England captain Dylan Hartley ready for Ireland game but Elliot Daly doubtful

Duncan Bech 13/03/2018
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England captain Dylan Hartley is expected to be available to face Ireland at Twickenham on Saturday but doubt now hovers over the fitness of Elliot Daly.

Hartley could return for the final round of the NatWest 6 Nations against the newly crowned champions after missing the 22-16 defeat in France because of a tight calf that developed in training last week.

Jamie George deputised at hooker in Hartley’s absence – Owen Farrell took over as skipper – but the Saracen failed to make an impact at the Stade de France so Hartley is poised to make an immediate comeback.

“Dylan ran this morning (Monday) but we need to get a medical report on him,” head coach Eddie Jones said.
“I expect him to be available but we’ll just have to wait and see. If he’s fit then he’ll be playing.”

Daly’s fitness hinges on a scan for a foot injury with the Wasps wing currently wearing a protective boot around his left leg.

The trip to Paris was Daly’s first appearance of the 2018 Six Nations, having recovered from ankle and calf problems, and he acquitted himself well in difficult circumstances.

“The boot is just a precaution. He’ll go for a scan today (Monday),” Jones said.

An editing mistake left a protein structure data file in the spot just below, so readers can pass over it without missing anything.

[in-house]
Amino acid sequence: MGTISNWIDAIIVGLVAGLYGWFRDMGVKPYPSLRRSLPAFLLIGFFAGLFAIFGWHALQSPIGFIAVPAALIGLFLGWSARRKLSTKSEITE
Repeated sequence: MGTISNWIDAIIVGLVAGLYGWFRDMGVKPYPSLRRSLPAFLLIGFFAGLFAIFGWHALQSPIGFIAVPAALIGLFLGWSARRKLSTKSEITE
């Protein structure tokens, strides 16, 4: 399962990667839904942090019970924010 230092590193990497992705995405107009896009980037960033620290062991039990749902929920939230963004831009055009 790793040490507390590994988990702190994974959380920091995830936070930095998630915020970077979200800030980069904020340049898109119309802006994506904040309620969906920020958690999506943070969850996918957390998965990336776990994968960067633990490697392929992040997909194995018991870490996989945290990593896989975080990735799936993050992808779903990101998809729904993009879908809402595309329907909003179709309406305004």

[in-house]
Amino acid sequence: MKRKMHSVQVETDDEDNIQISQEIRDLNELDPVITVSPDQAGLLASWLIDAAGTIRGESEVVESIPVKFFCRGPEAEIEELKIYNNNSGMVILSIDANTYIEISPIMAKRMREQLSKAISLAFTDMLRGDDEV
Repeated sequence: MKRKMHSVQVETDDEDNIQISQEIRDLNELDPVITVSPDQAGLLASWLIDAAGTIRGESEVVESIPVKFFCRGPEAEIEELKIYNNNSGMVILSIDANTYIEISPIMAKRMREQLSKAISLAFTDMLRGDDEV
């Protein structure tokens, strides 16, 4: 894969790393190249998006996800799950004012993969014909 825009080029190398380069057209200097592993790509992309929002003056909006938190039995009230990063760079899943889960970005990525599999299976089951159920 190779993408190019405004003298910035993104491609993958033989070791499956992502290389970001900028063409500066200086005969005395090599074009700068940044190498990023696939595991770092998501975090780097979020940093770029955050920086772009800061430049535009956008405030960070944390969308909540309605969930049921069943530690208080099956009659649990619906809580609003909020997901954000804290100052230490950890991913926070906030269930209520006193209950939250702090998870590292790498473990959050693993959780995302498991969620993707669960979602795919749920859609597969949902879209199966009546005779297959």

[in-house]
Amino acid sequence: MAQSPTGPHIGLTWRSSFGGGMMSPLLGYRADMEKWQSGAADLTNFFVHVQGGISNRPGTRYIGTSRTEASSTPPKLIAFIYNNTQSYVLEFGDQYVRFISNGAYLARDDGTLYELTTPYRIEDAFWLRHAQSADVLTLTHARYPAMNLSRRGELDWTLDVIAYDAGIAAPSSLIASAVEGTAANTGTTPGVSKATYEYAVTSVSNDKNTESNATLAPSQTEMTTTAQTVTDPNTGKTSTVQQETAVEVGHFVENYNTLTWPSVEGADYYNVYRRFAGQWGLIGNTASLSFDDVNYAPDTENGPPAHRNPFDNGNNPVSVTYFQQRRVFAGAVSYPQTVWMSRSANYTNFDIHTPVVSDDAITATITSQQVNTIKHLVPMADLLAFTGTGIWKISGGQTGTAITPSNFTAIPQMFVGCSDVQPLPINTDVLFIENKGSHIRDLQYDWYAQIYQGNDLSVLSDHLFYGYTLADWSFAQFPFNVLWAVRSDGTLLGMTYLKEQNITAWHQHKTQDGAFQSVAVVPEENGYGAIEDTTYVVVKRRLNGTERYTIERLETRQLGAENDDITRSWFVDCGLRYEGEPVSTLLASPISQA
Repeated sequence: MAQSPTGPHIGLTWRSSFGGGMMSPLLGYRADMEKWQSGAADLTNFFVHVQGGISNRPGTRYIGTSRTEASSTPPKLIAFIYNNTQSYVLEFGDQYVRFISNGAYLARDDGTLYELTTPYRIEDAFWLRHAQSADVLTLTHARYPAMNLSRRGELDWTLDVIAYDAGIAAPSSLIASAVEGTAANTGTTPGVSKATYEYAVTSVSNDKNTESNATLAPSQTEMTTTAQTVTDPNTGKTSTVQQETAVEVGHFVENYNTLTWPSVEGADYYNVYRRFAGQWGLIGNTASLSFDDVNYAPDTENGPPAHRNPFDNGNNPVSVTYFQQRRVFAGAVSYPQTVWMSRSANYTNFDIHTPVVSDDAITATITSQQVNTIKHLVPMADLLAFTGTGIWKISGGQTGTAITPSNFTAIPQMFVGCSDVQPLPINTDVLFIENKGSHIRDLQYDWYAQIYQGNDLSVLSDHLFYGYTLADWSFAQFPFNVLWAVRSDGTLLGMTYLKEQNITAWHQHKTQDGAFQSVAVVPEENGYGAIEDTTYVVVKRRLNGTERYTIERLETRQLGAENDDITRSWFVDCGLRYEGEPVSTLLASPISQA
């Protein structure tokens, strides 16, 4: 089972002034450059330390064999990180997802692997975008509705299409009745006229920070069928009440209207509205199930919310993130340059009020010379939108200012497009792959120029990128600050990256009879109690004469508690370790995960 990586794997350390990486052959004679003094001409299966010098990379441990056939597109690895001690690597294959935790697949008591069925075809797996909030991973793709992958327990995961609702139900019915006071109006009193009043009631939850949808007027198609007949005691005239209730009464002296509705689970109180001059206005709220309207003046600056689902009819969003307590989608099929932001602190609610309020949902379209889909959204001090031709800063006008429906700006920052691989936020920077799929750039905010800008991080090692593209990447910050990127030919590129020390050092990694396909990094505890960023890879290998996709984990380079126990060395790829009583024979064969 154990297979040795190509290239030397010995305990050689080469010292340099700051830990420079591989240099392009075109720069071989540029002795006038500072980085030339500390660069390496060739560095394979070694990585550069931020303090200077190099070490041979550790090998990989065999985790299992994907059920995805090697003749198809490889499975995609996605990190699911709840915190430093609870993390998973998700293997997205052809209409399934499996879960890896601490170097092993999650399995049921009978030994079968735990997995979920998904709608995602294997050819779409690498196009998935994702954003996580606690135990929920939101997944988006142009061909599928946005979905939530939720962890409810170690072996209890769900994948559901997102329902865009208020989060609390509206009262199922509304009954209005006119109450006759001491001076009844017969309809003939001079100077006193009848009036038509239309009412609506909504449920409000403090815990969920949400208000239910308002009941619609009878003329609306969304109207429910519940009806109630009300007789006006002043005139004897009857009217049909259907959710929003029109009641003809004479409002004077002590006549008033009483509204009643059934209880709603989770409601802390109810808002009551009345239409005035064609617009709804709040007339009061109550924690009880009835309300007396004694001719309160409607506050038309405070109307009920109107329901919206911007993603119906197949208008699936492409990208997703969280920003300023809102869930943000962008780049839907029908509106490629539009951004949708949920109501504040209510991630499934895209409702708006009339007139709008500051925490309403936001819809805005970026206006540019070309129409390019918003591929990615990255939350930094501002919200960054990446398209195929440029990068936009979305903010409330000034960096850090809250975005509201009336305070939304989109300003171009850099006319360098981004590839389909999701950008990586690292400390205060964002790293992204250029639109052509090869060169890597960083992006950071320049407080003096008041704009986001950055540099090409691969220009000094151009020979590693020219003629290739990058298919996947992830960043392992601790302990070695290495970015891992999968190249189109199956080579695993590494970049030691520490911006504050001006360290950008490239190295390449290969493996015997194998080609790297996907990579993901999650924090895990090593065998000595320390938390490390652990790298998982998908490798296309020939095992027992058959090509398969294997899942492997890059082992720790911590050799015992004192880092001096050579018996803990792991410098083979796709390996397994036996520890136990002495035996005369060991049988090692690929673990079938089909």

Defeat by Ireland would condemn England to their worst Six Nations performance since 2006 – the last time they lost three games in a Championship – and they could finish as low as fifth in the table.

The latest world rankings, published on Monday, revealed that they have been replaced by Joe Schmidt’s men in second place in the wake of successive defeats by Scotland and France.

Asked if his belief in what the team can achieve has been shaken, Jones replied: “No, not at all.

“Every good team goes through this period. It’s actually an essential part of developing a great team.

“The learnings we’ll get from this, albeit very painful, are absolutely crucial going forward because it’s about how we respond.

“It’s not as if we can’t play Rugby, we know we’ve got good players as they’ve played for the Lions and won games for England.

“When you get a loss it tests your mental resolve and that’s the test we’ve got to face.

“Obviously we need to get over the disappointment of losing to France. We’ve reflected on the game and we did enough to win, but sometimes the result doesn’t go your way.

“We’ve just got to focus now on Ireland. We’ve started that with a short run this (Monday) morning and a couple of meetings to get us on the front foot.

“Ireland are a good team. I said at the start of the tournament they’re a good team and they’ve proved that – they’re worthy champions of the Six Nations.”

Provided by Press Association Sport

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Conor Murray insists Ireland aren't daunted as they look to secure Grand Slam

Nick Purewal 13/03/2018
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Ireland have finally lifted the ban on Grand Slam talk, Conor Murray has admitted.

Joe Schmidt’s side swiped a third NatWest 6 Nations title in five years with Saturday’s 28-8 victory over Scotland in Dublin.

Now the Irish could seal just a third-ever clean sweep with a victory over England at Twickenham on Saturday that would spark jubilant St Patrick’s Day celebrations.

Taskmaster boss Schmidt famously has his players well-drilled on the party line of remaining next-game focused – but British and Irish Lions scrum-half Murray conceded there is no more avoiding the main issue when that next game is a Grand Slam decider.